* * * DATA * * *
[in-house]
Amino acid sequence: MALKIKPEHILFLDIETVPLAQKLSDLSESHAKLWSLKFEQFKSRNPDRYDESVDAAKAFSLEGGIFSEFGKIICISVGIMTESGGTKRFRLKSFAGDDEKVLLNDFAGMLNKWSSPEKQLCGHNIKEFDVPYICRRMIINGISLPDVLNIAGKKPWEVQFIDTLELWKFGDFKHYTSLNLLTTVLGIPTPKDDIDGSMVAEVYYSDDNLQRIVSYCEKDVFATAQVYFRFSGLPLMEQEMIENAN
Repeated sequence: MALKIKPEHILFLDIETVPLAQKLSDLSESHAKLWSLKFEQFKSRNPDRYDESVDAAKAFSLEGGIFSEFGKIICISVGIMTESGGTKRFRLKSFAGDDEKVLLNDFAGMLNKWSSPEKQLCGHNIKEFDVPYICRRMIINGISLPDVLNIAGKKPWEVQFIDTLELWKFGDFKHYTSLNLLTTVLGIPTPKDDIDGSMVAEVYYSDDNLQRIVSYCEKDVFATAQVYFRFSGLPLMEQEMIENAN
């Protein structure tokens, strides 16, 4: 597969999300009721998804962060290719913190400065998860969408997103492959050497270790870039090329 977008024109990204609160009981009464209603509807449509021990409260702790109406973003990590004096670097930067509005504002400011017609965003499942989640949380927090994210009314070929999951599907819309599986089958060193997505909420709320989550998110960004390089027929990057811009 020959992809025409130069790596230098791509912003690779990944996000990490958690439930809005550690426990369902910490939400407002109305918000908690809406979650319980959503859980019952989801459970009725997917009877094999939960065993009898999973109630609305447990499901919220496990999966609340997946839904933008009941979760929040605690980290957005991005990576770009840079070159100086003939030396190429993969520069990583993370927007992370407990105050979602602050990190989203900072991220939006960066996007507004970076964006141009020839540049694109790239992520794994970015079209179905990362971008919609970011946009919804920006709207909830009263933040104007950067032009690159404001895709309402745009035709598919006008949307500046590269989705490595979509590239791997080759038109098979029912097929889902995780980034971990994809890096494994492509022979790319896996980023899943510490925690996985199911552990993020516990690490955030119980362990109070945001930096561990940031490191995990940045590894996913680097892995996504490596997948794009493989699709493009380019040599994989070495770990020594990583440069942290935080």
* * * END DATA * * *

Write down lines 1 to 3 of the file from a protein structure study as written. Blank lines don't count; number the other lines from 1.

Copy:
[in-house]
Amino acid sequence: MALKIKPEHILFLDIETVPLAQKLSDLSESHAKLWSLKFEQFKSRNPDRYDESVDAAKAFSLEGGIFSEFGKIICISVGIMTESGGTKRFRLKSFAGDDEKVLLNDFAGMLNKWSSPEKQLCGHNIKEFDVPYICRRMIINGISLPDVLNIAGKKPWEVQFIDTLELWKFGDFKHYTSLNLLTTVLGIPTPKDDIDGSMVAEVYYSDDNLQRIVSYCEKDVFATAQVYFRFSGLPLMEQEMIENAN
Repeated sequence: MALKIKPEHILFLDIETVPLAQKLSDLSESHAKLWSLKFEQFKSRNPDRYDESVDAAKAFSLEGGIFSEFGKIICISVGIMTESGGTKRFRLKSFAGDDEKVLLNDFAGMLNKWSSPEKQLCGHNIKEFDVPYICRRMIINGISLPDVLNIAGKKPWEVQFIDTLELWKFGDFKHYTSLNLLTTVLGIPTPKDDIDGSMVAEVYYSDDNLQRIVSYCEKDVFATAQVYFRFSGLPLMEQEMIENAN